Bonna D. Wescoat

Samothrace: The Monuments of the Eastern Hill (Samothrace Vol. 9) by Bonna D. Wescoat of Emory University, et. al., and published by the American School of Classical Studies in Athens as part of their series Samothrace, excavations conducted by the Institute of Fine Arts of New York University. In this substantial volume the key monuments that form the Sanctuary of the Great Gods’ theater complex, including the theater circle, the fieldstone building, the marble Doric hexastyle dedication of Philip III and Alexander IV, the later Ionic porch, and the remains of dozens of bronze statues that originally framed the circle, are presented in the archaeological, architectural, and historical contexts. The Subvention of $7,500 will be used towards the cost of publishing the plates in a separate volume from the text.

Gina Salapata

Heroic Offerings: The Terracotta Plaques from the Sanctuary of Alexandra/Kassandra and Agamemnon at Amyklai, by Gina Salapata and published by the University of Michigan Press. The volume will present Professor Salapata’s detailed analysis of the terracotta plaques deposited at the Sanctuary of Amyklai, and place them in their relation to stone reliefs from other sites in Lakonia. Much of the Lakonian votive material that is examined has not been published before. The $2,500 subvention will be used for direct publication costs.

Kathleen Warner Slane

Corinth XXI, A Slice through Time: Tombs along the North Terrace at Corinth, by Kathleen Warner Slane (additional contributors are Ethne Barnes, David S. Reese, and David R. Jordan), published by the American School of Classical Studies at Athens as volume XXI of the ASCSA’s own Corinth monograph series. The volume will present materials found during rescue excavations in the early 1960s, including tile graves, limestone sarcophagi, cremation burials, and chamber tombs; the purpose of the work is to publish the excavations and to examine the evidence of changing burial practices at the site other time (5th century B.C. to 6th century A.D.), from Greek city to Roman colony, and as its population became Christian. The $5,000 subvention will be used to produce the volume at the same quality of the rest of the Corinth series.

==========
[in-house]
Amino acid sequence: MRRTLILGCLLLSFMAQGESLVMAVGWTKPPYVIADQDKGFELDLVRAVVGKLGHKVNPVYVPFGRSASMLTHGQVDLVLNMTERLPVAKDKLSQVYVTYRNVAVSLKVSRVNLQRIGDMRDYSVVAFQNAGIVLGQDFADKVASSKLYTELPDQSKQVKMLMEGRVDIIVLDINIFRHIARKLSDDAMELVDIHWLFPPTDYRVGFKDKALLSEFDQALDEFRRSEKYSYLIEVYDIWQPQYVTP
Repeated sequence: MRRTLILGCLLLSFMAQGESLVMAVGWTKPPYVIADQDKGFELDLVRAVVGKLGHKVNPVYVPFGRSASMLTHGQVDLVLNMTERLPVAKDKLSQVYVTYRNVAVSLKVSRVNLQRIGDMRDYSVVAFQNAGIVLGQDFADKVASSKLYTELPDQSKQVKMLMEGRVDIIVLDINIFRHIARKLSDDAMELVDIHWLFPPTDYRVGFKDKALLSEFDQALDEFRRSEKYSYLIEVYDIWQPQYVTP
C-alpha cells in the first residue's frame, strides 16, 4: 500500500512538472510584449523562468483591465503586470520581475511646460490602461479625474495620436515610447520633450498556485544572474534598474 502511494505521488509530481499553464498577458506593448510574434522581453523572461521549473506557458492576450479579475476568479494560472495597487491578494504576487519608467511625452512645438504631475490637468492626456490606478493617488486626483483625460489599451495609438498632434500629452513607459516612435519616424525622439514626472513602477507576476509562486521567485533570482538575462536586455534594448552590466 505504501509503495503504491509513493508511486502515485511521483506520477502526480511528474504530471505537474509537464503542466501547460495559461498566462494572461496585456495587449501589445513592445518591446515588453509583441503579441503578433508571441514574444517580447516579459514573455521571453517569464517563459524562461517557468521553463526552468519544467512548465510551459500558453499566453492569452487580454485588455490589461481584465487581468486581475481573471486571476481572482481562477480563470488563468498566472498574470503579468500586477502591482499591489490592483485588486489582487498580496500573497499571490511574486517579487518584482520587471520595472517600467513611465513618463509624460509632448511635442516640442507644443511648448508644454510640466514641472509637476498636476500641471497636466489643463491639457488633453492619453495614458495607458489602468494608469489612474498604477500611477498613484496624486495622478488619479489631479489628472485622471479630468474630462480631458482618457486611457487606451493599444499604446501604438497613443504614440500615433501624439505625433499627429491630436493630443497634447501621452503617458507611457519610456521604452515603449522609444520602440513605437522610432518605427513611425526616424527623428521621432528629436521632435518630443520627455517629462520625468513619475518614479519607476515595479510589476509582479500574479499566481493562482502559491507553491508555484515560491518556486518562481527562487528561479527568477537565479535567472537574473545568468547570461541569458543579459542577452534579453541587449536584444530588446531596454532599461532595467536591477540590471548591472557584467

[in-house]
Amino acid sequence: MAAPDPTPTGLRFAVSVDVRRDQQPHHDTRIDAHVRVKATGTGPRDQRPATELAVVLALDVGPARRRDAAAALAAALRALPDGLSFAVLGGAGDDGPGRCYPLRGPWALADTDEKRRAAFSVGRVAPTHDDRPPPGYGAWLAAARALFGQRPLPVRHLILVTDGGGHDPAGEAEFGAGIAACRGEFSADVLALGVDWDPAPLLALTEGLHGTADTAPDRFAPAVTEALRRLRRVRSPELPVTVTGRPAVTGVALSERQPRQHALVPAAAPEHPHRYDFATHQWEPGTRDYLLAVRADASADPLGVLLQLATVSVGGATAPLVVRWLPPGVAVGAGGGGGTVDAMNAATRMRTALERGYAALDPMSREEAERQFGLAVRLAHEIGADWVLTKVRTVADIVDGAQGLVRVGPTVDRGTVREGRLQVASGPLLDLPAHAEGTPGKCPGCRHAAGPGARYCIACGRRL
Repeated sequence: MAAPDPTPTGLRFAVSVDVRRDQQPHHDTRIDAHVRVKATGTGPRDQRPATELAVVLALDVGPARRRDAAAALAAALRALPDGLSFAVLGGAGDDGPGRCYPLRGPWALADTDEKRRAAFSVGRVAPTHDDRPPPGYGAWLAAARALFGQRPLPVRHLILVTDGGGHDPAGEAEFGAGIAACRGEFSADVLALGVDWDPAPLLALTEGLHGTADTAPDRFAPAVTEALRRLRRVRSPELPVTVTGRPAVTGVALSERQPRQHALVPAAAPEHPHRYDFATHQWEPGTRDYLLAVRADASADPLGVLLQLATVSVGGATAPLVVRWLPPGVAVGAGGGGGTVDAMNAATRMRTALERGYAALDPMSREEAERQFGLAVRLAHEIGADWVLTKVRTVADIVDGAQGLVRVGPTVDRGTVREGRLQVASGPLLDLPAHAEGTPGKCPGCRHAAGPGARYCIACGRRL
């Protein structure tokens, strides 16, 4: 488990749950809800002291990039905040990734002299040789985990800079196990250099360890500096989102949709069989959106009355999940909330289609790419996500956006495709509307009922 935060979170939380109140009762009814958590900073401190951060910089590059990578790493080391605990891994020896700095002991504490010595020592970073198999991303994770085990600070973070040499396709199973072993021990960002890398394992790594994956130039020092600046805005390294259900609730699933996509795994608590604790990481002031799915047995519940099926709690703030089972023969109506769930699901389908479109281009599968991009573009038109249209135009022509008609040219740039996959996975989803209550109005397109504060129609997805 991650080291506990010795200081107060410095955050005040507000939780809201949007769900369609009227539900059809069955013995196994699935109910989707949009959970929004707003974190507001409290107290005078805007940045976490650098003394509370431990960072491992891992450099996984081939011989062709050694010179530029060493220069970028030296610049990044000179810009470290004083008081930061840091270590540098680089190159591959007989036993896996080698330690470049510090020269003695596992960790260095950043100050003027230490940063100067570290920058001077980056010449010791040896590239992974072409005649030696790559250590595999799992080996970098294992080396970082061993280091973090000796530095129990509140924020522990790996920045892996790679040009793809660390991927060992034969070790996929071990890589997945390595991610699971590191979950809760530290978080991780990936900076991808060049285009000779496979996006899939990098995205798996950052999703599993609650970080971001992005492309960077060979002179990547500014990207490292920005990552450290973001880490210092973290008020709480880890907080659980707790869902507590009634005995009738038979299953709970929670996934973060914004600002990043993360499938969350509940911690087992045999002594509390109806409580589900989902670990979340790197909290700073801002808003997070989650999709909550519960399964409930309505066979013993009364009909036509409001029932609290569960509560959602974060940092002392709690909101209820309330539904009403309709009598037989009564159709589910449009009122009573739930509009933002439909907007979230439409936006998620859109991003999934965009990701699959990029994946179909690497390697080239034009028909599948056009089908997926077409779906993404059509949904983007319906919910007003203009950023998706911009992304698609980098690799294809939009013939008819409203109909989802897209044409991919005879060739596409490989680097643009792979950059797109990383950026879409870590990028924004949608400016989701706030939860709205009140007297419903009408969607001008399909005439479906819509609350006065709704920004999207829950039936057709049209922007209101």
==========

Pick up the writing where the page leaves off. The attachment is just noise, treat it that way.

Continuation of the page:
Elizabeth Baughan

Couched in Death: Klinai and Identity in Anatolia and Beyond by Elizabeth Baughan, published by the University of Wisconsin Press as part of the Wisconsin Studies in Classics series, is the recipient of the 2012 Publication Subvention. Professor Baughan’s volume is a study of ancient furniture, specifically the klinai (couches) found in Anatolian tombs, and is the first comprehensive study of funeral beds and couches in 6th and 5th century Asia Minor with analysis of their social and cultural significance. The $2,500 subvention will be used for image reproduction fees.


David L. Stone, David J. Mattingly, and Nejib ben Lazreg

Leptiminus (Lamta): a Roman Port Town in Tunusia. Report no. 3: The Field Survey by David L. Stone, David J. Mattingly, and Nejib ben Lazreg (eds.) is the recipient of a 2011 AIA Publication Subvention Grant. The volume is being published by the Journal of Roman Archaeology, as part of their Supplemental Series. The third of the Leptiminus fieldwork reports, this volume will cover work done from 1990 to 1999, spanning Neolithic to medieval and modern periods, with particular emphasis on the thriving 2ndto 3rdcentury A.D. town. The $6,190 subvention will be used to cover the costs of accompanying CDs (containing gazetteers of the sites in the Urban and Rural Surveys), and color images in the volume.